There are few things more annoying in life than when you are trying to get something done in a hurry but first need to spend hours getting your head around multiple sets of conflicting local rules, customs and practices that seem to apply to the same type of application or document, depending on where you live. It’s also annoying when some of the rules are not written down and you don’t find out you need something to complete your application until you turn up to apply.
In Australia, we’re lucky that neither of these problems arises when it comes to the notarisation of documents by a Notary Public or requests to the Department of Foreign Affairs & Trade (DFAT) for the legalisation of notarised documents through the process of authentication or apostille.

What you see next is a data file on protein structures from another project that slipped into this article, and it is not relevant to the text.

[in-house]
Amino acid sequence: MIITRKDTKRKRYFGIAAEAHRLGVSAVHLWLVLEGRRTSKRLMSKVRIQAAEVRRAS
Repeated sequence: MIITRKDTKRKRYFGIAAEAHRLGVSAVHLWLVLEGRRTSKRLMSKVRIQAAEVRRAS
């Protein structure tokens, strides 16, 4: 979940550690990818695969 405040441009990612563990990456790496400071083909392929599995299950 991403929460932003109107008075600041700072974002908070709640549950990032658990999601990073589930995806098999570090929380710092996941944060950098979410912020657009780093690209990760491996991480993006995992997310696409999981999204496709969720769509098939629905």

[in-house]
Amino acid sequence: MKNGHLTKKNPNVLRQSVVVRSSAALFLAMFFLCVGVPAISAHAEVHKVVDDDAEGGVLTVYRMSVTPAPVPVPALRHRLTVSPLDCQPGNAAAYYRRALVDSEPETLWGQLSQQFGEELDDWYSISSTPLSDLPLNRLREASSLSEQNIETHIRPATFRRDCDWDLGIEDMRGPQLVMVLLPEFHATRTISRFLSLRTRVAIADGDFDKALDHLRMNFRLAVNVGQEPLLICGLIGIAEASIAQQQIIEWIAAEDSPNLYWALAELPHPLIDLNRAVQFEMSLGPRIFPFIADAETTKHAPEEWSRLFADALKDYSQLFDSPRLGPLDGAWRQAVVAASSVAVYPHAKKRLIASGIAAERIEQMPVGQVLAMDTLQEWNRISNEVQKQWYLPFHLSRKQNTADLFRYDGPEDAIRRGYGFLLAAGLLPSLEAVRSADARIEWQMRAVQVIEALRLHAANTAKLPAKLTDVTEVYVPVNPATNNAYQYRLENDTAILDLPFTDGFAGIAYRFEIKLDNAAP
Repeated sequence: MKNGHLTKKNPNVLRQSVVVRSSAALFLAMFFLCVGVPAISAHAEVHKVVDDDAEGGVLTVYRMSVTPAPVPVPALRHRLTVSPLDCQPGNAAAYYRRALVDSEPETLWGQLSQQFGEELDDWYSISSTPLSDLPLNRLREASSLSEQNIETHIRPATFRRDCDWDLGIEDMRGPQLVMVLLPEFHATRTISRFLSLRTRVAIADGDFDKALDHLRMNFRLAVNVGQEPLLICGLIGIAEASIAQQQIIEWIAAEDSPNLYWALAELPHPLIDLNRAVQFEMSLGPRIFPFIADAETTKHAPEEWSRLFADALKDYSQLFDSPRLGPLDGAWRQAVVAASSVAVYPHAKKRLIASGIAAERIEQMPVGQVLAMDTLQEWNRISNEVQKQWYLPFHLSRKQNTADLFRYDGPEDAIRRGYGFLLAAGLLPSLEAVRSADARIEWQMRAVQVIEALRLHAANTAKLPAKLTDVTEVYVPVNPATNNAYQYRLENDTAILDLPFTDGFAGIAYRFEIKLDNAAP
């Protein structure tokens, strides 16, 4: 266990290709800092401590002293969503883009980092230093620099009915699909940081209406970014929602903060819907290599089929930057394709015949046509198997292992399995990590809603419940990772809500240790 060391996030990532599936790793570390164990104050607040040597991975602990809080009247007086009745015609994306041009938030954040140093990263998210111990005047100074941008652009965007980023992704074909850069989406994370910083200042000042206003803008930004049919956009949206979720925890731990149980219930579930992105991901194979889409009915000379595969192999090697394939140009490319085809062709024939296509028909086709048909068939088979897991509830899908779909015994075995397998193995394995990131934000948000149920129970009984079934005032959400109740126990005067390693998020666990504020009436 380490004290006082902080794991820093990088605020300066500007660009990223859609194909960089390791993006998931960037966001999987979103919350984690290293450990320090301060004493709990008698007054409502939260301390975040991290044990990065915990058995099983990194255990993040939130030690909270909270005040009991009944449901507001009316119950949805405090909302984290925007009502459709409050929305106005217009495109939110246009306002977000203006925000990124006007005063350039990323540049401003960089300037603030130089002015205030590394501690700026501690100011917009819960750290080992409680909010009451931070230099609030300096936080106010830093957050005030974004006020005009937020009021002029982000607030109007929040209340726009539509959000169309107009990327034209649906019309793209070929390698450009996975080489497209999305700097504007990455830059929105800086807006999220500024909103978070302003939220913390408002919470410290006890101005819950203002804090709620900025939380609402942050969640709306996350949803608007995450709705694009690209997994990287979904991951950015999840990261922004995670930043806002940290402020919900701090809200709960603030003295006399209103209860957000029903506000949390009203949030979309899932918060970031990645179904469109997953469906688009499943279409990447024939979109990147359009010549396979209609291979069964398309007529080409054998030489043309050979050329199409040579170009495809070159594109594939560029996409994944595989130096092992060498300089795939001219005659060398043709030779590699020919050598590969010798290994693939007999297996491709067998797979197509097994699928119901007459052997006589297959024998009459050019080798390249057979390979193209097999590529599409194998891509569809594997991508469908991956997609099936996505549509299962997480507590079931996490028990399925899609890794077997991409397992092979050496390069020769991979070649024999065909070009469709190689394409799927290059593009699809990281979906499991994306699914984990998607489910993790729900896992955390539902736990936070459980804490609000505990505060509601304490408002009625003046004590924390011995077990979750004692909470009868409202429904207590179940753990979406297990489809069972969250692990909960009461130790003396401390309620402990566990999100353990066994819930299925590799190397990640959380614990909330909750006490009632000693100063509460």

DFAT has a centralised website that helpfully summarises its rules and practices when it comes to authentications and apostilles. These rules and practices apply nationally – they don’t vary from DFAT office to DFAT office or from State to State, making them easy to follow anywhere in Australia. If you are overseas and need documents legalised at an Australian Embassy, High Commission or other mission outside of Australia, see here.
The DFAT site also contains a wealth of useful information about Notaries Public – and when you should seek their help. It provides lots of plain English guidance on DFAT’s exact role in legalising notarised documents.
So, before you set off to DFAT’s office with a bundle of notarised documents, it’s well worth taking a few minutes to read up on DFAT’s procedures. Of course, if you still have any questions about the rules or process, you should also feel free to speak with your friendly Notary Public.